22 August 2016
Statement from Australian Bankers’ Association Chief Executive Steven Münchenberg:
“The Australian Labor Party has claimed there has been an increase in customer complaints to the Financial Ombudsman Service (FOS) as justification for a royal commission1. Labor’s claims however are based on selective and misleading use of complaints data.
“First, Labor has looked at only one category of complaints, those relating to credit. This obscures the fact that customer complaints to FOS have actually fallen 11% since their peak in 2011-122 . The claim that “the number of people getting ripped off has been going up and up” is inconsistent with the data.
“Second, by using 2008-09 as the baseline, Labor has failed to acknowledge that, in 2010, the national credit law regime came into effect3. Prior to the introduction of the national credit law regime, consumer credit was regulated by the State-based Uniform Consumer Credit Code. With the introduction of the national credit law regime on 1 July 2010, the jurisdiction of FOS expanded considerably and customers were able to take a wider range of complaints about credit to it. This also expanded considerably the number of financial services firms that had to belong to an external dispute resolution scheme. A review of FOS’ terms of reference in the same year further expanded its jurisdiction4. By using 2008-2009 as the baseline, Labor has ignored these developments.
“Had Labor instead used 2010-2011 as the baseline, after the introduction of these changes, the figures would have looked very different. Between 2010-11 and 2014-15, credit complaints increased by only 13%. In fact, last year complaints about credit were lower than they were in 2011-2012 or 2013-2014.”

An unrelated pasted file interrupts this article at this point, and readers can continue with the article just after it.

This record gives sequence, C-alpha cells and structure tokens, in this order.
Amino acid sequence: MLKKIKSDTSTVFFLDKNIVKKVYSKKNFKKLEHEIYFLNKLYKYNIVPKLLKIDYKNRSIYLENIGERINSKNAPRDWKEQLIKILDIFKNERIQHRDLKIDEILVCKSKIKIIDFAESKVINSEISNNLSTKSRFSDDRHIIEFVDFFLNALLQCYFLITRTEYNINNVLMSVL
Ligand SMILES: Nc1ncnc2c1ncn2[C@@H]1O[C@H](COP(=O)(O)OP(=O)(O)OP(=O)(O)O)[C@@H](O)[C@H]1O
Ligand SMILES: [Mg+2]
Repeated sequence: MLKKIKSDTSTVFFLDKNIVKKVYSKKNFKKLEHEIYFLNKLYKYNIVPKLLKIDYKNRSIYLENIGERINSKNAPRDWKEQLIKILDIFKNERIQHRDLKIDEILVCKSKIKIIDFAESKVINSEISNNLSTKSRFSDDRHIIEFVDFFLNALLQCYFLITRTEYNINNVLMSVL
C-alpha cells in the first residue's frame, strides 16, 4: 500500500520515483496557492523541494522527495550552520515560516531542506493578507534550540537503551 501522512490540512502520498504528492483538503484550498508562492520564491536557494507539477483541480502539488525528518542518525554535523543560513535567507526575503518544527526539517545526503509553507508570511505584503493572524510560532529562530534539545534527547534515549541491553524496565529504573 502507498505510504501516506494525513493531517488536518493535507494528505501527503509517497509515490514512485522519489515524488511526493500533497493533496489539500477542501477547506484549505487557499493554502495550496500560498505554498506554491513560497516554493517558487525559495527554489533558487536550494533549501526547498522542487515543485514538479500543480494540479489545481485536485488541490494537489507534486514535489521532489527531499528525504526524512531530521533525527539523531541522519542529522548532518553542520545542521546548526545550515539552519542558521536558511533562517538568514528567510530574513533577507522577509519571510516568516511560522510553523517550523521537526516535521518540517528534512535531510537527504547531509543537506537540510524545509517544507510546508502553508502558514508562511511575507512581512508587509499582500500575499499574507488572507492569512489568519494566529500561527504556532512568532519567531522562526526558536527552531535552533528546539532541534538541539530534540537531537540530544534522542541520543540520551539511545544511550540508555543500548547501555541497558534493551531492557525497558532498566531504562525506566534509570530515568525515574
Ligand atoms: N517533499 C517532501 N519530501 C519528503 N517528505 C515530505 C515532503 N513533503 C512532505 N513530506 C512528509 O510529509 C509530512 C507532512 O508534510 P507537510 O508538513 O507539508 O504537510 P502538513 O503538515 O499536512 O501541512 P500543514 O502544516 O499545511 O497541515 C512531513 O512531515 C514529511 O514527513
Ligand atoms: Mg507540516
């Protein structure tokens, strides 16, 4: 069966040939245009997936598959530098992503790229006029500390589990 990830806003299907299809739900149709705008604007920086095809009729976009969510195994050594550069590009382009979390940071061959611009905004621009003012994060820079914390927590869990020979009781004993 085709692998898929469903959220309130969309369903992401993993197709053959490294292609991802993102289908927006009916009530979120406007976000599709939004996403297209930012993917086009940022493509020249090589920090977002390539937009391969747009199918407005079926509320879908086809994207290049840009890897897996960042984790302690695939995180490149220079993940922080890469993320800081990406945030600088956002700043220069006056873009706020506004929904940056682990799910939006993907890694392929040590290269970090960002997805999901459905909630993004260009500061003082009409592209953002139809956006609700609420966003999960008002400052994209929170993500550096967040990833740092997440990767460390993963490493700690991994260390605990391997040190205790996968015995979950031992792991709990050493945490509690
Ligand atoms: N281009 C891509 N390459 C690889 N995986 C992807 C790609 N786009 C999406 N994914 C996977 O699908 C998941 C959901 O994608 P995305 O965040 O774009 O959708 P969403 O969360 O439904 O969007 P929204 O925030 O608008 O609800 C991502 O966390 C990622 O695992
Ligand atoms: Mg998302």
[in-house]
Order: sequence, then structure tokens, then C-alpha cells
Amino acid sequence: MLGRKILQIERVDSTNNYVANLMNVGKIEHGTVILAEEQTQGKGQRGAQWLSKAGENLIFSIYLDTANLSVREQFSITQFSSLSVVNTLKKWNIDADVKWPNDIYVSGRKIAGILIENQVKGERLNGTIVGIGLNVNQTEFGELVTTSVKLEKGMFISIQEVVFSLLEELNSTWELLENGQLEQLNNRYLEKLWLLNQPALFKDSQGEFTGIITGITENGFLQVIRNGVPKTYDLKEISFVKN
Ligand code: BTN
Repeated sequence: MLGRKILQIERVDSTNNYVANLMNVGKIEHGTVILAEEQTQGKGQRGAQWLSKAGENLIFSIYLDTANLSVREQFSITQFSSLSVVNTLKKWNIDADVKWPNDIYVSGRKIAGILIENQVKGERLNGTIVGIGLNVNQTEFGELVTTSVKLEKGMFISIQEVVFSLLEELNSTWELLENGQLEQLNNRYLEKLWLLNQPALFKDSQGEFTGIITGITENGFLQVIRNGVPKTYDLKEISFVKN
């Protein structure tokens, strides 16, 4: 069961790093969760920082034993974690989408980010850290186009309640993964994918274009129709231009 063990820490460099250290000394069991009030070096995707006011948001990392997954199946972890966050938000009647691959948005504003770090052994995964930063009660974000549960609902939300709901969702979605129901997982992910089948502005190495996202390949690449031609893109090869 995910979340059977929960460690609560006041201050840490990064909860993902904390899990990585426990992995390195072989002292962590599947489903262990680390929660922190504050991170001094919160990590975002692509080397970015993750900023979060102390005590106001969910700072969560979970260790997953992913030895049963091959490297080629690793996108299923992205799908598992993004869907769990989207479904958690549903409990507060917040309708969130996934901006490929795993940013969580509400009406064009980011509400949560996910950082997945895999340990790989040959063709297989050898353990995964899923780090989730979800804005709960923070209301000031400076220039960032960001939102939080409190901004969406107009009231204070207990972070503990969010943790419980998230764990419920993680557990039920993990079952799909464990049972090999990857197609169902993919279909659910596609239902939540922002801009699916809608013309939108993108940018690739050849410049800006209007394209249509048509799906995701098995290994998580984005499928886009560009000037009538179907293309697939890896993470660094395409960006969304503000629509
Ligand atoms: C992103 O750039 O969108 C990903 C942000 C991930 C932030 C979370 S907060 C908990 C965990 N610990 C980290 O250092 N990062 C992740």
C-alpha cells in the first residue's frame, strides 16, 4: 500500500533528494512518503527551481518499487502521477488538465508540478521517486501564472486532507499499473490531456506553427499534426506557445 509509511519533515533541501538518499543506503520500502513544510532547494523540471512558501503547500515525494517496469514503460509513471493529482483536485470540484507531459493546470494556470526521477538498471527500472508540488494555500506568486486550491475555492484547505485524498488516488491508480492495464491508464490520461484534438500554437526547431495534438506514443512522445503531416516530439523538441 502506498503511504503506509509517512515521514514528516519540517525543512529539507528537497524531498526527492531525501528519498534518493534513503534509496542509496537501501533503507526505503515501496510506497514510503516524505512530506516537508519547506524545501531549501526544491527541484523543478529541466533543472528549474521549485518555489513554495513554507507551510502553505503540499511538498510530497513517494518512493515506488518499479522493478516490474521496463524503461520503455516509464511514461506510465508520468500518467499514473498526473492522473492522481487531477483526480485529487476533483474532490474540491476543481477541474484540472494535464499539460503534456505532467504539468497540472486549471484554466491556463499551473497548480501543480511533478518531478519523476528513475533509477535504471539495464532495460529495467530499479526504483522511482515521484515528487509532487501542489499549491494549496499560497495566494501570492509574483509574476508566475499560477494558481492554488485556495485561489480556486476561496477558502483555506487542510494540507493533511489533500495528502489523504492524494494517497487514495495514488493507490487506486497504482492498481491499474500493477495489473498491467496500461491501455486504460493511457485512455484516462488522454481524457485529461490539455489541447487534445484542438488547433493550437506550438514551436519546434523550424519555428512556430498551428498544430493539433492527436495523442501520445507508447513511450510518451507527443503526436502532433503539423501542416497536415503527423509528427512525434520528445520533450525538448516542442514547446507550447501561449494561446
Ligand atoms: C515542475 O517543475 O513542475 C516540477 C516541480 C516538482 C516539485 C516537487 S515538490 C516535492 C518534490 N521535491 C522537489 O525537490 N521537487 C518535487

The following table gives the actual complaints received by FOS5.
“On any given day, millions of people and businesses will interact with banking products and services. While banks always try to get it right, that doesn’t always happen. The FOS statistics show that customers are exercising their rights and the system is working. The Federal Government is also reviewing FOS to expand it even further. The banks support this. We’re taking action now to improve the way we handle customer complaints. We don’t need yet another inquiry and another report.”
1Leader of the Opposition: “There’s already an ombudsman in place but the number of people getting ripped off has been going up and up”, Australian Financial Review, 21 August 2016; Shadow Financial Services Minister Katy Gallagher “This is one of the reasons why we would argue that we need to have a very systemic look at Australia’s banking system and the financial services system more broadly”, ABC Radio AM, 21 August 2016.
2Minister for Revenue and Financial Services, Labor Missing Key Details, media release, 21 August 2016.
3National Consumer Credit Protection Act 2009 (C’th)
4Financial Ombudsman Scheme, Annual Review, 2010-2011
5Financial Ombudsman Scheme, Annual Review, 2010-2011; Annual Review, 2014-2015.
“This is about engaging with the entire banking ecosystem in order to ensure the accessibility of the sector’s services are best serving our diverse community now, and into the future.”
“What is underpinning this bank failure is a number of things, but not least of all, it’s a very niche bank with high exposure to one part of the economy. And that’s the part of the economy that’s been quite volatile and troubled”
The Treasurer has indicated that the federal government is closely monitoring the situation.